Old 25-05-2007, 12:57 PM
jin jin is offline
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Cheers for the reply.
I'm assuming that if practiced with the correct and safe gradation, weighted drills can be beneficial. I remember David mentioning that he used to perform 100 weighted precisions every day.
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  #15  
Old 25-05-2007, 01:28 PM
Supafly Supafly is offline
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I've been contemplating doing that. What type of wieght? (belt/vest/ankle/wrist) Because I feel like they would shake and not only be offputting but actually dangerous.
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  #16  
Old 25-05-2007, 04:21 PM
WillWayland WillWayland is offline
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</div><table border='0' align='center' width='95%' cellpadding='3' cellspacing='1'><tr><td>QUOTE (jin @ May 25 2007, 12:57 PM)</td></tr><tr><td id='QUOTE'> Cheers for the reply.
I'm assuming that if practiced with the correct and safe gradation, weighted drills can be beneficial. I remember David mentioning that he used to perform 100 weighted precisions every day. [/quote]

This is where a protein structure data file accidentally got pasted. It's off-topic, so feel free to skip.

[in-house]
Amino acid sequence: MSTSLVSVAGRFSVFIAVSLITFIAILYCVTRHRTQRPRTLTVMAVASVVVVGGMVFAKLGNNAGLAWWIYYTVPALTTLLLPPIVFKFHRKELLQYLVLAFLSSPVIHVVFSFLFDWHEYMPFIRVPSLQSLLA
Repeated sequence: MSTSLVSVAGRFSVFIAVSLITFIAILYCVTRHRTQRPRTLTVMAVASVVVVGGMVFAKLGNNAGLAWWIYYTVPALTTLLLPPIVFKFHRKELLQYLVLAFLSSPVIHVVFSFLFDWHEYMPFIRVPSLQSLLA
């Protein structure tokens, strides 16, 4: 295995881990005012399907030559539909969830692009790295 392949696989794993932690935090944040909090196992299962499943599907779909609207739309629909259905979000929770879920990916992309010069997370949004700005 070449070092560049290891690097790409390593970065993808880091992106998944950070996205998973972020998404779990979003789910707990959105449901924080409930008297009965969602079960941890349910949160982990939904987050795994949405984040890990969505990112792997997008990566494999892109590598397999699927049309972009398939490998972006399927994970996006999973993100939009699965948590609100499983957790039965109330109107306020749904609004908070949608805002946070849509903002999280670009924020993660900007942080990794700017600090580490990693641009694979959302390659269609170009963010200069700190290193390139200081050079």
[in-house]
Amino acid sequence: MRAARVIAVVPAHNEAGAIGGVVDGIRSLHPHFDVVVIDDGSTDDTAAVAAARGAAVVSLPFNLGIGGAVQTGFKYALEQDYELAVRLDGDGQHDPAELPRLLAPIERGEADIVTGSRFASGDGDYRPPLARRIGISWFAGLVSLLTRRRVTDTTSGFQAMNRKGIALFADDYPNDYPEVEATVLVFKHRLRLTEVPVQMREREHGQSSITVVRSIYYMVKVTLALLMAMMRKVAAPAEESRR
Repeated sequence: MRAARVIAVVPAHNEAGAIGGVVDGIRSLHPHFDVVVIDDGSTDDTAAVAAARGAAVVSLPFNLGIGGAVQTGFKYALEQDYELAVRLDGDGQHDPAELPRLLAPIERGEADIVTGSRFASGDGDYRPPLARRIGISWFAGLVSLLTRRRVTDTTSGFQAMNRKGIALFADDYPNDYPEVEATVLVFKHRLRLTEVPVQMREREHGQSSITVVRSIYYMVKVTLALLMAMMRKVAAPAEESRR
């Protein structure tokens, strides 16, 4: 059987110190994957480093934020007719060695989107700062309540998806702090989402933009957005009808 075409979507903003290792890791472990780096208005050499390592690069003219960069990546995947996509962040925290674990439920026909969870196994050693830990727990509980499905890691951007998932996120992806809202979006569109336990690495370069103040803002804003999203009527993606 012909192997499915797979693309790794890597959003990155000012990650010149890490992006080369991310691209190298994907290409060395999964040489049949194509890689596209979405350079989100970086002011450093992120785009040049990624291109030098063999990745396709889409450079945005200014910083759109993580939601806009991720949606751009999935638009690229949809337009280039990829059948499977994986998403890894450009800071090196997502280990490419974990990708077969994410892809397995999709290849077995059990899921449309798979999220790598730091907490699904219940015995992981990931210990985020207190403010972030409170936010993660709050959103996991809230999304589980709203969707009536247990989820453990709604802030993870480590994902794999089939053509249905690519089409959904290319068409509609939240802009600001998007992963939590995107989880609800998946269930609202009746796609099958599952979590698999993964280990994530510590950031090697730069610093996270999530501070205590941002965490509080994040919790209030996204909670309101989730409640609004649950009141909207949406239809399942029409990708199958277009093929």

because your wearing additonal weight you have to "break" the movement due to increased forwards momentum, and the mechanics of movement change to adapt to this. this when performing the movement unloaded can be determental and cause i shortening of movement instead of following through naturally
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  #17  
Old 26-05-2007, 10:47 AM
benmoore benmoore is offline
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</div><table border='0' align='center' width='95%' cellpadding='3' cellspacing='1'><tr><td>QUOTE (WillWayland @ May 25 2007, 04:21 PM)</td></tr><tr><td id='QUOTE'> </div><table border='0' align='center' width='95%' cellpadding='3' cellspacing='1'><tr><td>QUOTE (jin @ May 25 2007, 12:57 PM)</td></tr><tr><td id='QUOTE'> Cheers for the reply.